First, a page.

Homes under the hammer – ‘House Rules’ for auctions

February 2013

We act for a number of clients buying properties at auction each year and for the most part these transactions proceed without nasty surprises.

However, before you turn up to the auction room with grand designs on hunting for a bargain there are a number of differences between buying a house at auction and buying one in a private sale. These include the following:

  • Once the hammer hits the bench, contracts are exchanged and you will be expected to pay a ten percent deposit there and then. A legally binding contract will be made and you will therefore commit yourself to the purchase immediately.
  • In a private sale, you will have had several weeks to obtain a mortgage offer and for your solicitor to check the legal title and other paperwork and raise any enquiries of the sellers solicitor before committing yourself to a contract and paying any deposit. You have plenty of time to investigate matters properly and to change your mind about proceeding if necessary.
  • In a private sale you have the opportunity to renegotiate on the price if expensive works are revealed by a survey.  At auction there is a temptation to get carried away and bid for a property which you have not thoroughly inspected and for which you have not had a survey. It is important to remember that you must inspect the property and satisfy yourself as to its condition in either case before committing yourself legally to its purchase.
  • At auction there is a legal pack, which you should instruct  solicitor to check thoroughly before proceeding. If the investigations reveal defects, you may save yourself in the long run. If they reveal that the purchase is worthwhile  you might be able to negotiate pre-auction to buy the property. You should also make sure that you have your funding in place and dont forget that if you are reliant upon a mortgage lender they may not necessarily lend against certain types of property. If you cannot secure the funding in time (usually 20 working days) then you stand to lose the deposit paid and you may also be liable to the seller for damages for breach of contract.
  • In a private sale, the Standard Conditions of Sale usually apply to property contracts whereas at auction, the common auction conditions apply. Do not be tempted to think that you are familiar with purchasing property privately – at auction the rules are different. even if you agree a price before auction, the auctionneers will usually bind you into a contract bearing the auction conditions and you will be expected to pay the deposit in advance.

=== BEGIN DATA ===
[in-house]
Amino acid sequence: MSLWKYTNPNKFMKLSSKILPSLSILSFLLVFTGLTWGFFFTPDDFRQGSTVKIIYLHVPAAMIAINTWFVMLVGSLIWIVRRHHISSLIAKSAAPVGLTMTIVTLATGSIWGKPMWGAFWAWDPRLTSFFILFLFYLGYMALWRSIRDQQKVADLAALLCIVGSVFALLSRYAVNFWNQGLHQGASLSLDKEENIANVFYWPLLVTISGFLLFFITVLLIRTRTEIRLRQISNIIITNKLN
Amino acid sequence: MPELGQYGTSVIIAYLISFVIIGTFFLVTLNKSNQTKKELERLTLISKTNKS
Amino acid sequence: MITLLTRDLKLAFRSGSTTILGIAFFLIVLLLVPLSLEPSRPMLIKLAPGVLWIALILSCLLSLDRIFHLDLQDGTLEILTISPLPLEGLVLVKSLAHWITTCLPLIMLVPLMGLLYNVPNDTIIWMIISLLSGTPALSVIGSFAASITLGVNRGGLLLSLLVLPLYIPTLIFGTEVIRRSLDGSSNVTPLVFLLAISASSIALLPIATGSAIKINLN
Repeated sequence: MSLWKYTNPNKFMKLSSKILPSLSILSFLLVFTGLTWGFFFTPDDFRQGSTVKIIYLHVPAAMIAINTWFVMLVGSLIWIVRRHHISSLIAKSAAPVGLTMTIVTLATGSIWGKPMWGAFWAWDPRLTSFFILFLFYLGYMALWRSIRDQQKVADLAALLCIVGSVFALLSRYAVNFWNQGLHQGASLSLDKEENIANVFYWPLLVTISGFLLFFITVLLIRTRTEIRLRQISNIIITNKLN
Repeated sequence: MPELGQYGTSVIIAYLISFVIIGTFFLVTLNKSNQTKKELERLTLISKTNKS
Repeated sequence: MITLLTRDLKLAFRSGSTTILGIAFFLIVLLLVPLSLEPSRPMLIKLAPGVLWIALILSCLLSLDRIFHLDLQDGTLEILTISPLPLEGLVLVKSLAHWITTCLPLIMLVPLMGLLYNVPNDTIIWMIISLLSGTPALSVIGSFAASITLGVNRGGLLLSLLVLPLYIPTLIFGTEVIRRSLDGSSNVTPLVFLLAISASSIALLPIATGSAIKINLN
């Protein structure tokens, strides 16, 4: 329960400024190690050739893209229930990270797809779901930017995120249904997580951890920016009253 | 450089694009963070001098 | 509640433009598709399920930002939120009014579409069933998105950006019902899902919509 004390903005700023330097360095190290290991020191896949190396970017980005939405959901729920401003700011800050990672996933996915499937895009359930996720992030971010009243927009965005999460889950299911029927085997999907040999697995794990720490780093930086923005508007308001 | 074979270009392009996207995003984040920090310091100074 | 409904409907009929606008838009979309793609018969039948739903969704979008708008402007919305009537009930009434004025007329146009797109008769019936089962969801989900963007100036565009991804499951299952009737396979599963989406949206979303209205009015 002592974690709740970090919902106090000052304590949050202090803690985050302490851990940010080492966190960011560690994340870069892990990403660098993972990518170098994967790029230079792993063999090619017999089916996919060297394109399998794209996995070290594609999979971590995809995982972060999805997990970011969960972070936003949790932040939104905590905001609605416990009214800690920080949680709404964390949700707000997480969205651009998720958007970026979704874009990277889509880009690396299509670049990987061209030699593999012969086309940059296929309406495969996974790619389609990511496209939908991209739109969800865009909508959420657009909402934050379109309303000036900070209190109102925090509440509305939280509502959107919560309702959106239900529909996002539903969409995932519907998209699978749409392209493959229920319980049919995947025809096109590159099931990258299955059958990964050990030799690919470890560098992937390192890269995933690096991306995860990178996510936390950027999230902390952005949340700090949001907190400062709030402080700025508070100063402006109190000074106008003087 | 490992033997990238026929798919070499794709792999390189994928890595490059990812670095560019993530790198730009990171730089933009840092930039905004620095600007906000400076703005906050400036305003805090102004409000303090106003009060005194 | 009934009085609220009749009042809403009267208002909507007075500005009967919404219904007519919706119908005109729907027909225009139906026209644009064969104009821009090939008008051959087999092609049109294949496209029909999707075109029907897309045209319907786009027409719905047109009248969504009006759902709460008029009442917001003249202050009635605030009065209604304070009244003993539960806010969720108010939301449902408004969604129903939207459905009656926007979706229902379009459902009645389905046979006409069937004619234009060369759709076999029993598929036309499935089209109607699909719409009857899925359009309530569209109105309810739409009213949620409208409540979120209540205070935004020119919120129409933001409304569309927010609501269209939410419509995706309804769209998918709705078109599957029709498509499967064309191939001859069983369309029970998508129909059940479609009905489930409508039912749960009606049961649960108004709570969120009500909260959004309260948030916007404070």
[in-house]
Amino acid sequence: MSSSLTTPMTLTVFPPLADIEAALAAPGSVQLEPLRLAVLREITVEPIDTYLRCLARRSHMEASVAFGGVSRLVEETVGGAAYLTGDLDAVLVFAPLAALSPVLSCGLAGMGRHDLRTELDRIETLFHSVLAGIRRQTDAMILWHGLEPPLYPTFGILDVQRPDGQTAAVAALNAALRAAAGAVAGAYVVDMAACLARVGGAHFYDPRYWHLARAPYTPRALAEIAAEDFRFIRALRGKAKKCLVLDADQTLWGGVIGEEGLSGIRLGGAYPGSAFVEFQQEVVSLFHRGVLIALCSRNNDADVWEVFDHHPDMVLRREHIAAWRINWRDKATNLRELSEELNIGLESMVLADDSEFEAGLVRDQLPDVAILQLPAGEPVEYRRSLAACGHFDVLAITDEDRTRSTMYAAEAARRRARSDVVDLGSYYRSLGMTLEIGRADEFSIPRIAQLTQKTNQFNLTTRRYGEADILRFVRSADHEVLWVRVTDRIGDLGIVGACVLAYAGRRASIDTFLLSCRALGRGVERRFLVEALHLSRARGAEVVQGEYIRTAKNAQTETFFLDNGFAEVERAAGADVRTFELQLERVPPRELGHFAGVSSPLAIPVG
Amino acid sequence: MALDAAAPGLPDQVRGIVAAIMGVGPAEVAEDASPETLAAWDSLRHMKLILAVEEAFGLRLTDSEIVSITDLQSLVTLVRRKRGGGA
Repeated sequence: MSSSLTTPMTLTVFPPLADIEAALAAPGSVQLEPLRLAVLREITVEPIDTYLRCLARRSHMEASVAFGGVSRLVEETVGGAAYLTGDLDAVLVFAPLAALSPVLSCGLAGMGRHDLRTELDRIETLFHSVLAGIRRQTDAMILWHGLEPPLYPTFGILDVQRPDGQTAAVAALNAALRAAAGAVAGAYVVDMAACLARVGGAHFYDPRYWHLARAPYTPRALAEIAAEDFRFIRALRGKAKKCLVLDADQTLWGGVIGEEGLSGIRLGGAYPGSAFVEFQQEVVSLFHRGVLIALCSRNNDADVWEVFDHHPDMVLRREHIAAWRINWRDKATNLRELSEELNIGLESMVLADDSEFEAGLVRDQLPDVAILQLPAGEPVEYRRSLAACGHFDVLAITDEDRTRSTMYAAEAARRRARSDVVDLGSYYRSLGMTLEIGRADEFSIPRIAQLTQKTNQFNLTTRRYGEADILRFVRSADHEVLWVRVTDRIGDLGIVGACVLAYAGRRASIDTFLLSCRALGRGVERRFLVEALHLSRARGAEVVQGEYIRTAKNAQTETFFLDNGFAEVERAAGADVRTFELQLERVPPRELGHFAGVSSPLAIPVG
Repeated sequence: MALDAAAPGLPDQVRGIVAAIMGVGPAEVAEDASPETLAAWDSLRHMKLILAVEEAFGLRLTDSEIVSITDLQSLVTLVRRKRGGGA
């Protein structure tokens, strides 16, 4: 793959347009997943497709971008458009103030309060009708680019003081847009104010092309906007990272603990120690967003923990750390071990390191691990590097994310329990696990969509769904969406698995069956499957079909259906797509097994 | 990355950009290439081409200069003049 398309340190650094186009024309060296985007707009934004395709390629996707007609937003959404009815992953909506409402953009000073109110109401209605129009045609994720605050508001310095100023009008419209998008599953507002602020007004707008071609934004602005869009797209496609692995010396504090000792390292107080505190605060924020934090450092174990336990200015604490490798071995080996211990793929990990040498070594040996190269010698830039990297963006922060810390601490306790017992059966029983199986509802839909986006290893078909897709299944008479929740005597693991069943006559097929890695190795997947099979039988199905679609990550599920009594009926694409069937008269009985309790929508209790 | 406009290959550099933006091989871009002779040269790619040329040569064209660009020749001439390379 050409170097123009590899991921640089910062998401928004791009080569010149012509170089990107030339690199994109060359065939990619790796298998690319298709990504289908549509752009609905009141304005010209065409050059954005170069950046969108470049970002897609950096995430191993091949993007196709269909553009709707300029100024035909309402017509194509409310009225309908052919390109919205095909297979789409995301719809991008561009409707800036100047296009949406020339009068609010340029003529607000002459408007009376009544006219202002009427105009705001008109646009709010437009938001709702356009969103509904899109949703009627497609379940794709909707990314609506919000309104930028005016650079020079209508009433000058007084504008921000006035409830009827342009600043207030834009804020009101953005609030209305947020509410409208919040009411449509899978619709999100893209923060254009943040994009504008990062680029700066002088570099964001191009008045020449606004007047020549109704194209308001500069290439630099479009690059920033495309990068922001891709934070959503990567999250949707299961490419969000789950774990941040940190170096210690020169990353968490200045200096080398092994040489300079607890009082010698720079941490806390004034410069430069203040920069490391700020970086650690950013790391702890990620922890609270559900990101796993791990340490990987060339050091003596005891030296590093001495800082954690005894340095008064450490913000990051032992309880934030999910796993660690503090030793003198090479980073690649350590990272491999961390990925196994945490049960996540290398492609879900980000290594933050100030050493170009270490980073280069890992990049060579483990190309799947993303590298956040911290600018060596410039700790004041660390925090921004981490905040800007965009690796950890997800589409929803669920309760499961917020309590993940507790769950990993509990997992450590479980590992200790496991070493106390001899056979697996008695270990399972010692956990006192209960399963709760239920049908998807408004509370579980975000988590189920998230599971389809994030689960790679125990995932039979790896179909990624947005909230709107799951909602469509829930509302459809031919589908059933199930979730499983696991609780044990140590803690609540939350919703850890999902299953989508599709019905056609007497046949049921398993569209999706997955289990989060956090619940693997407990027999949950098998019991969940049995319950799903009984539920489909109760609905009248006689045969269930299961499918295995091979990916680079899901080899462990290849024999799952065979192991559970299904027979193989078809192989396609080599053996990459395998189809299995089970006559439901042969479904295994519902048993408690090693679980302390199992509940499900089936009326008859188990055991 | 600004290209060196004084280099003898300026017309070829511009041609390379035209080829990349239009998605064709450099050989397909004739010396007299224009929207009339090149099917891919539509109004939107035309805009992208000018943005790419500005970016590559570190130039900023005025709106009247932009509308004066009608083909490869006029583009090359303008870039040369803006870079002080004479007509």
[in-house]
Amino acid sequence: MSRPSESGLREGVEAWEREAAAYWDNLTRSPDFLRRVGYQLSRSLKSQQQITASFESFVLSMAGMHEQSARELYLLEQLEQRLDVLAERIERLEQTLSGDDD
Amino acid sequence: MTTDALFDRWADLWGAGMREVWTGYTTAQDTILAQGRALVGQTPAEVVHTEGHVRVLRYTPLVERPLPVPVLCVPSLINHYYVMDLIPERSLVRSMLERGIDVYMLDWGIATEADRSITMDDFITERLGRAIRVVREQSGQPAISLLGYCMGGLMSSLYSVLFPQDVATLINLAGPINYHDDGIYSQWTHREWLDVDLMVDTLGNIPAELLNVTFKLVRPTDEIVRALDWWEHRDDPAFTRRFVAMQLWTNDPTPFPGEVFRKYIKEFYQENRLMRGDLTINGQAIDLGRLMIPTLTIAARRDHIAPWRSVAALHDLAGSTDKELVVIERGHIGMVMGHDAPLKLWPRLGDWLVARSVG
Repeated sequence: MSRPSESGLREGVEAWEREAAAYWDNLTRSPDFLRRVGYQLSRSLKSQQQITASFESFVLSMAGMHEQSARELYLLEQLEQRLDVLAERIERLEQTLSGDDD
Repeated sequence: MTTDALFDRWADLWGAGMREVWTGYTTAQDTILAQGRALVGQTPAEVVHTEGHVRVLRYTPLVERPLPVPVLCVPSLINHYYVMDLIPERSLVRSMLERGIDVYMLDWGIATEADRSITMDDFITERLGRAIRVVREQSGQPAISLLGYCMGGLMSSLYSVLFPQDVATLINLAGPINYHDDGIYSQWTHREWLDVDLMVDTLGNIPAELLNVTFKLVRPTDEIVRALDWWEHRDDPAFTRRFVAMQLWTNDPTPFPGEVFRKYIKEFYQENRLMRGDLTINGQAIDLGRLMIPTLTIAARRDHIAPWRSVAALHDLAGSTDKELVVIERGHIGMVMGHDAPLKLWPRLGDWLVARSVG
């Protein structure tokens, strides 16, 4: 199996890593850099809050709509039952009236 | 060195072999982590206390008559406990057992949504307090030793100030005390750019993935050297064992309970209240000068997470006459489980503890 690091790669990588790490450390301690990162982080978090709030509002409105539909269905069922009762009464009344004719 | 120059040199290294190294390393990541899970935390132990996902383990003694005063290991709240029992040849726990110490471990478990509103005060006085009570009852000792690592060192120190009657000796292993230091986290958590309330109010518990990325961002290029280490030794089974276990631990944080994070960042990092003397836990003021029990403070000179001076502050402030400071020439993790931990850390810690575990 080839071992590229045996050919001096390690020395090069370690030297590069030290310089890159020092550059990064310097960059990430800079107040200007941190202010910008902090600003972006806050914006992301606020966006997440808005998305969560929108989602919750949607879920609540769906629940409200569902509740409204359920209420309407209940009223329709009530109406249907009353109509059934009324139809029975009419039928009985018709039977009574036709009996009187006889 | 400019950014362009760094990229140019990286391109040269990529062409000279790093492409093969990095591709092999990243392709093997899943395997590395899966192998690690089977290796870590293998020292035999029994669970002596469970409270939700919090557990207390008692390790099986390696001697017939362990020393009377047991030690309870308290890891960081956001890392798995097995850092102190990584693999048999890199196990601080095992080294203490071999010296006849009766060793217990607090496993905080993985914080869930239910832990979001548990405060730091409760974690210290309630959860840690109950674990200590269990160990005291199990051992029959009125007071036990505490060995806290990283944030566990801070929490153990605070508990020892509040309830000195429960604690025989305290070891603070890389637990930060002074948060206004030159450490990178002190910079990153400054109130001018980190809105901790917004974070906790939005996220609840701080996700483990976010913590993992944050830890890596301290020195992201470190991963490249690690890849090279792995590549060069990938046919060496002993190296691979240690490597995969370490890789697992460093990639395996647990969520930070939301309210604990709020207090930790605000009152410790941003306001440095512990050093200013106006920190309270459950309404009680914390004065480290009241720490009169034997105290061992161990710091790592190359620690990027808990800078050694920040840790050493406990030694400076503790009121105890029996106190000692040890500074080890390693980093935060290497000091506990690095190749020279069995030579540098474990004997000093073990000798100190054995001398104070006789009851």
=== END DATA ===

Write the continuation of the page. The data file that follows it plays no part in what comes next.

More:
• It is best to instruct a solicitor to look over the auction pack and advise on both the auction conditions and any special conditions which are imposed by the seller. Unlike in a private sale, at auction you do not get the chance to negotiate individual clauses in the contract and often the seller will include the cost of searches and other costs.

Below is a picture of a property bought in Babbacombe in a stunning location.

View of auction property on Babbacombe Beach

Hilltop location of auction property with uninterrupted sea views

The locals knew that the cliff had been slowly washed away for years and that the builder who owned it had been refused permission to develop because it was too dangerously situated near the edge of the cliff.

However a retired police officer bought it at auction in February 2010 successfully bidding £154,500 over the telephone without having a survey and 6 days later it looked like this:

Beyond the edge of reason

Beyond the edge of reason

As you can see, half of it fell down the cliff in a landslide and was washed away in the sea.

After a legal battle the seller was granted a legal charge over the buyer’s home by the Court to secure payment for the auction property together with interest at 8%.

This case serves to highlight the need to properly carry out all prudent investigations before committing yourself to the purchase of a property.


Important Note:

The above information is for general guidance and in part forms the opinion of the author. It is based on the law as at the date this article was written.  It should not be relied upon in part or in whole as a substitute for independent legal advice.

If you are considering purchasing a property at auction then please contact the writer, Adam Corcoran, who will be pleased to advise you in light of your personal circumstances. We cannot accept any liability to third parties for the incorrect interpretation or application of the information contained in this document.  If you require further advice please contact Adam Corcoran above who will be able to assist you.